Home > Amazon Web Services, Jamf Pro, macOS, Scripting > Backing up the contents of an AWS-hosted Jamf Pro cloud distribution point to a local directory

Backing up the contents of an AWS-hosted Jamf Pro cloud distribution point to a local directory

As part of removing unused packages from a Jamf Pro cloud distribution point using @shea_craig‘s Spruce tool, I needed to first make a backup of the contents of the cloud distribution point to a local directory on my Mac. That way, in case I had made an error and deleted the wrong installer package, I had a copy of the package readily available and could re-add the package back to my Jamf Pro server.

The cloud distribution point in question is hosted out in Amazon Web Services’ (AWS) S3 service, so I decided to use AWS’s awscli command line tool‘s S3 functions to run a one-way synchronization process between the cloud distribution point in S3 and my local directory. For more details, please see below the jump.

My first step was installing and configuring the awscli tool. Once I had the awscli tool installed and configured with the appropriate AWS access key, AWS secret key and AWS region, I ran the following command:

aws s3 ls --summarize --human-readable --recursive s3://S3-bucket-name-goes-here/

The aws s3 ls command shown above allows me to do the following:

  1. Verify that I could access the S3 bucket which my Jamf Pro server is using as a cloud distribution point.
  2. List the contents of the bucket
  3. Summarize the total number of objects and total size of all objects in the bucket.


computername:~ username$ aws s3 ls –summarize –human-readable –recursive s3://jamf96d3041a98a94a6099c271c860243afe/
2017-12-17 02:03:59 3.7 MiB Microsoft_AutoUpdate_3.14.17121501.pkg
2018-01-24 02:02:43 3.7 MiB Microsoft_AutoUpdate_3.15.18011602.pkg
2018-02-14 02:18:42 779.0 MiB Microsoft_Excel_16.10.18021001.pkg
2018-01-19 02:23:57 768.9 MiB Microsoft_Excel_16.9.18011602.pkg
2017-05-23 16:30:29 38.5 MiB Microsoft_Lync_14.4.3.pkg
2018-02-14 02:14:53 1.6 GiB Microsoft_Office_16.10.0.pkg
2018-01-19 02:19:08 1.6 GiB Microsoft_Office_16.9.0.pkg
2017-12-13 02:35:06 30.4 MiB Microsoft_OneDrive_17.3.7131.pkg
2018-02-02 02:15:11 30.5 MiB Microsoft_OneDrive_17.3.7294.pkg
2018-02-14 02:26:22 405.9 MiB Microsoft_OneNote_16.10.18021001.pkg
2018-01-19 02:32:09 401.0 MiB Microsoft_OneNote_16.9.18011602.pkg
2018-02-14 02:24:12 870.0 MiB Microsoft_Outlook_16.10.18021001.pkg
2018-01-19 02:29:57 850.2 MiB Microsoft_Outlook_16.9.18011602.pkg
2018-02-14 02:31:00 711.3 MiB Microsoft_PowerPoint_16.10.18021001.pkg
2018-01-19 02:36:46 704.2 MiB Microsoft_PowerPoint_16.9.18011602.pkg
2018-01-27 02:21:41 704.2 MiB Microsoft_PowerPoint_16.9.18012504.pkg
2017-05-23 16:31:18 657.9 KiB Microsoft_SharePoint_2016_15.32.17030901_SharePointPlugin.pkg
2017-11-20 01:58:46 657.9 KiB Microsoft_SharePoint_Plugin_15.32.17030901.pkg
2017-11-10 02:13:43 30.4 MiB Microsoft_Skype_For_Business_16.12.77.pkg
2017-12-09 02:14:27 30.5 MiB Microsoft_Skype_For_Business_16.13.184.pkg
2018-02-01 02:16:30 30.5 MiB Microsoft_Skype_For_Business_16.14.163.pkg
Total Objects: 21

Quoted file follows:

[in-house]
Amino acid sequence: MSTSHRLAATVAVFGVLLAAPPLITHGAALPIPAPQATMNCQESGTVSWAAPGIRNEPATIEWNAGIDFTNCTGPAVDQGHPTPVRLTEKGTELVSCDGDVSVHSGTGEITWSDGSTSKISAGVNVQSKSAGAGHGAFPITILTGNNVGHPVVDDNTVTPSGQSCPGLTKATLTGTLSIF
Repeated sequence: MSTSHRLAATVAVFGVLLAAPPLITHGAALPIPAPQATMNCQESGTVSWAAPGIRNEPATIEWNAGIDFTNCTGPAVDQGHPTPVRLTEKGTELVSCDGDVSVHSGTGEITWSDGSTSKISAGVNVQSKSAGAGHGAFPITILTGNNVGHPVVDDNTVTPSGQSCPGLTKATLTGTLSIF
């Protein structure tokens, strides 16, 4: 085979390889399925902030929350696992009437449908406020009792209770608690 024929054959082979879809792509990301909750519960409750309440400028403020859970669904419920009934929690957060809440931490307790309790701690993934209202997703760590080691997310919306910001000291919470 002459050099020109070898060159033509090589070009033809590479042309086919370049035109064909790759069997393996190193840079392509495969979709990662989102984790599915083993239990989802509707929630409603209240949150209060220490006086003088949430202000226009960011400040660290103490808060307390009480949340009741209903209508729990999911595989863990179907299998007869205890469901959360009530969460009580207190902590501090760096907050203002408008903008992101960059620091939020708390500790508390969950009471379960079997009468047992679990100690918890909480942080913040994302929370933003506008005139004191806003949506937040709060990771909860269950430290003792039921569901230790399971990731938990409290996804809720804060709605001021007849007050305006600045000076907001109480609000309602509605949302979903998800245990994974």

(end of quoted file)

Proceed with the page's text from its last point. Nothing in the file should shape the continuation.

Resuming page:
Total Size: 10.5 GiB
computername:~ username$

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gistfile1.txt

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To run the backup, I’m using the following aws s3 sync command:

aws s3 sync --delete s3://S3-bucket-name-goes-here/ /path/to/backup/directory

To help automate the sync process, I’ve written a script which does the following:

  1. If necessary, creates a log file named dp_sync.log and stores it in /var/log/
  2. If necessary, creates the local directory to store the files downloaded from the cloud distribution point.
  3. Performs a one-way synchronization of the cloud distribution point with the local directory, so that the local backup directory only contains the contents of the specified S3 bucket.
  4. Sets all downloaded files to be world-readable.
  5.  Logs all actions to /var/log/dp_sync.log.

The script is also available on GitHub via the link below:

https://github.com/rtrouton/aws_scripts/tree/master/s3_bucket_backup_to_local_directory


#!/bin/bash
# Script backs up the contents of an S3 bucket hosted
# in Amazon Web Services to a local directory.
#
# Pre-requisites:
# Script assumes that the AWS CLI tool has been installed
# and configured with the following:
#
# AWS access key
# AWS secret key
# Correct AWS region for the S3 bucket specified below.
# Specify the name of the S3 bucket
s3_bucket="S3-bucket-name-goes-here"
# Location of the local directory used
# to store the downloaded files.
local_directory="/path/to/backup/directory"
# Set up logging format
log_location="/var/log/dp_sync.log"
ScriptLogging(){
DATE=`date +%Y-%m-%d\ %H:%M:%S`
LOG="$log_location"
echo "$DATE" " $1" >> $LOG
}
# Verify that /var/log/dp_sync.log is present and create it
# if /var/log/dp_sync.log is not present.
if [[ ! -f "$log_location" ]]; then
touch "$log_location"
fi
# Verify that the local backup directory is present
# and create it if is not present.
if [[ ! -d "$local_directory" ]]; then
mkdir -p "$local_directory"
fi
# Perform a one-way synchronization from the S3 bucket to the local backup directory, so that the
# local backup directory only contains the contents of the specified S3 bucket.
#
# Once the S3 bucket's contents have been synchronized, all files and directories are set to be
# world-readable. All output should be logged to /var/log/dp_sync.log.
ScriptLogging "Starting syncronization"
aws s3 sync –delete s3://"$s3_bucket"/ "$local_directory" >> "$log_location" 2>&1
chmod -R 755 "$local_directory"
ScriptLogging "Syncronization complete"

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